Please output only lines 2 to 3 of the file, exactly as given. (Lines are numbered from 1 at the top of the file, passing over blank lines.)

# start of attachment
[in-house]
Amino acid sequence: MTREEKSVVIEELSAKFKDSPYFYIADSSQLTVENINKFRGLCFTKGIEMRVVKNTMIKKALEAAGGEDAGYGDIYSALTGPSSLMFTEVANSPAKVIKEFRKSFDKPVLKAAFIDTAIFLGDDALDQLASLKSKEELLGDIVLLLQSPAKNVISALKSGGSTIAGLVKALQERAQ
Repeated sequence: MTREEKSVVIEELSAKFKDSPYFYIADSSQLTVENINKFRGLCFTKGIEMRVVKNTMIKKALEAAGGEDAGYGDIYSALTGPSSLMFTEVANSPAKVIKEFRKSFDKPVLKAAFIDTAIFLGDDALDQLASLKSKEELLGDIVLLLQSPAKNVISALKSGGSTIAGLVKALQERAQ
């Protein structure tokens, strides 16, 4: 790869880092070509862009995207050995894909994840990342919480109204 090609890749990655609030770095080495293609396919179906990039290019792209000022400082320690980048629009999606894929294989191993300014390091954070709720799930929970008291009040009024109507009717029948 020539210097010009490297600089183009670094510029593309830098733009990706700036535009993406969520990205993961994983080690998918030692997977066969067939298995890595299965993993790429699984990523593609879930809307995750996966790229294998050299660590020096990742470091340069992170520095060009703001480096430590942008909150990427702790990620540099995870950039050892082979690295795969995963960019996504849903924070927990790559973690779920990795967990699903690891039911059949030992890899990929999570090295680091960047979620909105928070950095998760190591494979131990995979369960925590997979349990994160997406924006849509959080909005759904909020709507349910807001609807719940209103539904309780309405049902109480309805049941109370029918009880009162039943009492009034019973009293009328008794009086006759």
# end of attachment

Amino acid sequence: MTREEKSVVIEELSAKFKDSPYFYIADSSQLTVENINKFRGLCFTKGIEMRVVKNTMIKKALEAAGGEDAGYGDIYSALTGPSSLMFTEVANSPAKVIKEFRKSFDKPVLKAAFIDTAIFLGDDALDQLASLKSKEELLGDIVLLLQSPAKNVISALKSGGSTIAGLVKALQERAQ
Repeated sequence: MTREEKSVVIEELSAKFKDSPYFYIADSSQLTVENINKFRGLCFTKGIEMRVVKNTMIKKALEAAGGEDAGYGDIYSALTGPSSLMFTEVANSPAKVIKEFRKSFDKPVLKAAFIDTAIFLGDDALDQLASLKSKEELLGDIVLLLQSPAKNVISALKSGGSTIAGLVKALQERAQ